Combined Testing Better at Detecting Heart Risks
Reported November 06, 2009
(Ivanhoe Newswire) -- Doctors may be
dismissing chest-pain patients prematurely. Experts say physicians relying
on simply one test to assess heart health may be missing vital diagnostic
Experts suggest adding coronary artery calcium score (CACS) testing to
single-photon emission computed tomography (SPECT) scanning since new
research shows combining the two techniques may better identify high
long-term risks for coronary heart disease.
In a study of 1, 126 patients with no history of heart disease, about half
the patients with a normal SPECT result had an at least moderately severe
CACS reading. If doctors used the SPECT test alone, cardiac risk would not
have been detected. Patients with a normal SPECT who had severe calcium
scores exhibited a three-fold increased risk of death or heart disease.
“Typically, when a patient presents with chest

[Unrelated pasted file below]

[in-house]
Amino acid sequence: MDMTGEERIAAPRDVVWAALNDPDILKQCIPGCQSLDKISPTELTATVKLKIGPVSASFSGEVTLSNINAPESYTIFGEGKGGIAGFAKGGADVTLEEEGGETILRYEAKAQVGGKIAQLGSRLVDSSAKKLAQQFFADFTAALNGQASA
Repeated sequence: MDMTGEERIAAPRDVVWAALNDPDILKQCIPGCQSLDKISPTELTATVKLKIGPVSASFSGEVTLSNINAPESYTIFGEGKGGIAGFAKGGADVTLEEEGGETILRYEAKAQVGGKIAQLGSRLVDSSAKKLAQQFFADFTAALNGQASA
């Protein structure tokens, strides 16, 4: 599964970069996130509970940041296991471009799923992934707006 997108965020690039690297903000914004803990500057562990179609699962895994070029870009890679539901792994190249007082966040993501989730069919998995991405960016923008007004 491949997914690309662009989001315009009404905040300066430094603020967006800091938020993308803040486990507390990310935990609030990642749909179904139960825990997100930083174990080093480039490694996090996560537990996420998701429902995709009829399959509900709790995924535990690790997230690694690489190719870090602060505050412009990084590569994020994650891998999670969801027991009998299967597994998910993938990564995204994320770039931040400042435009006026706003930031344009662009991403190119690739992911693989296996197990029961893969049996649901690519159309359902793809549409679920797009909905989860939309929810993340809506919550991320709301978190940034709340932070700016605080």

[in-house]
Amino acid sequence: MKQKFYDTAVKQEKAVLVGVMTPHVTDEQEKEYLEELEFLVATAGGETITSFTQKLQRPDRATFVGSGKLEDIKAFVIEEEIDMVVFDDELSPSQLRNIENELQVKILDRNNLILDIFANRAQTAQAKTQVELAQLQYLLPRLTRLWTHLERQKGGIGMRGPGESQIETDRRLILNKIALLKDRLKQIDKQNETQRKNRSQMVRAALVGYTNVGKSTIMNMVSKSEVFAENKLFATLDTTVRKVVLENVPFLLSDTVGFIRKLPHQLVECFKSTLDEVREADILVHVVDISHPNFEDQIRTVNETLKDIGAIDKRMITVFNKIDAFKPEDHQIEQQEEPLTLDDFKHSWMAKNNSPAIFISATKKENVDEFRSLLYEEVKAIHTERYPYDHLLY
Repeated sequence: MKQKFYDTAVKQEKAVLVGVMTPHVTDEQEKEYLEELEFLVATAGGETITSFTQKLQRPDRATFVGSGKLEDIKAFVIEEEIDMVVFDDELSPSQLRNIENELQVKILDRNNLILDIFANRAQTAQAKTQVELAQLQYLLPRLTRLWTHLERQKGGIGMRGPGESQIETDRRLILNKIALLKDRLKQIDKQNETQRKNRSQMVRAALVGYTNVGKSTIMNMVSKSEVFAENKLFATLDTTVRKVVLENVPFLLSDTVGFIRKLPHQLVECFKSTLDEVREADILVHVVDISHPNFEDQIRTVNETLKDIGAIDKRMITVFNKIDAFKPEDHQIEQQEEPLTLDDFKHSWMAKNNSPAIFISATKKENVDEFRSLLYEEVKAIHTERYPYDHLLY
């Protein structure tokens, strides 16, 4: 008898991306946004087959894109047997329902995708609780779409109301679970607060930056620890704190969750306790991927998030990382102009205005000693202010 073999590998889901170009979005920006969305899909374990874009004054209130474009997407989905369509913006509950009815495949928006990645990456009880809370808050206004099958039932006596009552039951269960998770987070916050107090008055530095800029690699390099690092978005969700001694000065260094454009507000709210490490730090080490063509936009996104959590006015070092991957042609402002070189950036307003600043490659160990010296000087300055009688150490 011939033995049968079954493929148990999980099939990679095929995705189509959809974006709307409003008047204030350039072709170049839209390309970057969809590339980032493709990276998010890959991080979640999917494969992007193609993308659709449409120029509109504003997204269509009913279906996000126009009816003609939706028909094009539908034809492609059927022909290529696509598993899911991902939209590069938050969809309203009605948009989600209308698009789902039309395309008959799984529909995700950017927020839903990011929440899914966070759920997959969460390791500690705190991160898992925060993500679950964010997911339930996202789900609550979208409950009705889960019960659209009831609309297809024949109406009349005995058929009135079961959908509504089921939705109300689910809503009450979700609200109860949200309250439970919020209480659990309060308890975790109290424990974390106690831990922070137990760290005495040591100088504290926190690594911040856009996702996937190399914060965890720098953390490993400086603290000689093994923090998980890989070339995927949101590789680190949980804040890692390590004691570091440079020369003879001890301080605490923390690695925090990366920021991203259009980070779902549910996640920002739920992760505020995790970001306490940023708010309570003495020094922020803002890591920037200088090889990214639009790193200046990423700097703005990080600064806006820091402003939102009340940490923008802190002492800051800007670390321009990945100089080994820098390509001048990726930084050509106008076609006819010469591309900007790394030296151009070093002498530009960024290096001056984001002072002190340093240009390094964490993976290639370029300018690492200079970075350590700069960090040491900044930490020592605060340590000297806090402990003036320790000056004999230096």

pain and the [SPECT] test result is normal, we tell them everything looks
fine, but this may not be the case," John Mahmarian, M.D., principle
investigator of the study and cardiologist in Houston, Texas, was quoted as
saying. “If a large extent of calcium is present in the coronary arteries,
which can’t be measured by functional SPECT imaging, he or she is at high
long-term risk for a cardiac event. Based on our findings, using both tests
to define risk is better than either test alone."
Researchers add that although SPECT typically projects accurate short-term
results, CACS is needed to predict long-term risks.
SOURCE: Journal of the American College of Cardiology (JACC), November 10,